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Sunday, December 1, 2019 - 13:15 Drory Auditorium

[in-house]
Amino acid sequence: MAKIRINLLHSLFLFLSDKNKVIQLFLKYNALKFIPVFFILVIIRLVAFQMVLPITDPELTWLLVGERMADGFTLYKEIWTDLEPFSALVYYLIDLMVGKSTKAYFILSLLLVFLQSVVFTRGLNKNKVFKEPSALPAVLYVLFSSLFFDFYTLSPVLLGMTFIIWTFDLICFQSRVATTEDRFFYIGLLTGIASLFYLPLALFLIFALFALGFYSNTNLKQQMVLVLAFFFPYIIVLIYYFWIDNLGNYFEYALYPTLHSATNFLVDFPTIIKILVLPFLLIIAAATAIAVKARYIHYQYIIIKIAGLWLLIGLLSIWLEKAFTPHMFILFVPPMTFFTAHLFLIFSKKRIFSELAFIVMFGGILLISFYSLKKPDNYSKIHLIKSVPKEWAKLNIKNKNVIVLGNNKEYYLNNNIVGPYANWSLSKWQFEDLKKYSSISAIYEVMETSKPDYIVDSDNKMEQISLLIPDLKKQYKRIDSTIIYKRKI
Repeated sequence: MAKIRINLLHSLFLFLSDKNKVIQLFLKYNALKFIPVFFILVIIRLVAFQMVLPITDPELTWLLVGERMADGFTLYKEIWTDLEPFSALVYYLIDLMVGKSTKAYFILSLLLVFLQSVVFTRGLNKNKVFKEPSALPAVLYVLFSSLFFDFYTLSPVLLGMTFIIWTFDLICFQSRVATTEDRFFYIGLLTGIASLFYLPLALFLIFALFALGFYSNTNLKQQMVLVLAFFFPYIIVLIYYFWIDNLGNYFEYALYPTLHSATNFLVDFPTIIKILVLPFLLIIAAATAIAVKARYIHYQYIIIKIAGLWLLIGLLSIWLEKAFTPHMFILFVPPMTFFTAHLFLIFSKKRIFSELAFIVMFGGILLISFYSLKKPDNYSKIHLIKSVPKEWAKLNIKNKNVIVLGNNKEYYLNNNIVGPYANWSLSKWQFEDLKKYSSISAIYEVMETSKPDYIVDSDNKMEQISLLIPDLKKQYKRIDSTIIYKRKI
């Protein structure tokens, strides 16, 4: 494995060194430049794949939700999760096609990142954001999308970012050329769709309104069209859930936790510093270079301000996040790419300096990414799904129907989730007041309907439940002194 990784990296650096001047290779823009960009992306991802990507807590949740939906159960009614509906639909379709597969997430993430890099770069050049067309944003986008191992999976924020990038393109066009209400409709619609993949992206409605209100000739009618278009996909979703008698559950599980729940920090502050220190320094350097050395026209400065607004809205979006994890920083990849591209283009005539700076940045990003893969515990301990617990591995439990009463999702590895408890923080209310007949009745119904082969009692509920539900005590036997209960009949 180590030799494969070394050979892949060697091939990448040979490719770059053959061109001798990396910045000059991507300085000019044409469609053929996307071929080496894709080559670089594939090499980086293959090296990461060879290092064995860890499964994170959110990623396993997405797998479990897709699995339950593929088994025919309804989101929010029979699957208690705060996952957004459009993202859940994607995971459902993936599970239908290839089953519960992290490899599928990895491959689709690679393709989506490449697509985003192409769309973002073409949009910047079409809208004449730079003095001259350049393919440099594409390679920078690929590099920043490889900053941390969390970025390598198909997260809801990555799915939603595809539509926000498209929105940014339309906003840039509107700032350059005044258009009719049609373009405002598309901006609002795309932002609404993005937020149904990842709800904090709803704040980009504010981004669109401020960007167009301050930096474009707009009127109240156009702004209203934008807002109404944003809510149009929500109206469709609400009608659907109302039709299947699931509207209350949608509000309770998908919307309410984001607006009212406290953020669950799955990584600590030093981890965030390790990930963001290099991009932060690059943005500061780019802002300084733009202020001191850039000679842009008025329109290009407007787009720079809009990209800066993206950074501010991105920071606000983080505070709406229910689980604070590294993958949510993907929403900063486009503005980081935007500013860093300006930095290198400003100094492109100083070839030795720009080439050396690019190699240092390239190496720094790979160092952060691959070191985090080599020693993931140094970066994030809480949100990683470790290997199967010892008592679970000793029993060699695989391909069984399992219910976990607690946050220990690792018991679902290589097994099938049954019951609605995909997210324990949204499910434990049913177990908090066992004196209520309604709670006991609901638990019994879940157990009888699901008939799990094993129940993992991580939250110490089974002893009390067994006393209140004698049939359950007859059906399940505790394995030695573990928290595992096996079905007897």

Active materials are composed of many components that can convert energy from its environment (usually in the form of chemical energy) into directed mechanical motion. Time reversal symmetry is thus locally broken, leading to a variety of novel phenomena such as motility induced phase separation, reversal of the Ostwald process and flocking. Examples of active matter are abundant and range from living matter such as bacteria, actomyosin networks and bird flocks to Janus particles, colloidal rollers and macroscale driven chiral rods. Nevertheless, in many cases experiments on active materials exhibit equilibrium like properties (e.g., sedimentation of bacteria). In the first part of the talk I will try to answer the important question: how do we know a system is `active’? And if it is, can we have generic observables as in equilibrium thermodynamics? Can we measure how far it is from equilibrium? In the second part of the talk I will focus on examples of activity in biopolymer gels, such as the cytoskeleton of living cells. I will show some of the effects of active motors with emphasis on chiral motors. The latter does not have a unique hydrodynamic description, which one can utilize to gain access to the microscopic details of the complex motors using macroscopic measurements. I will also discuss non-motor activity and demonstrate how it can result in contractility, e.g., in the process of cell division.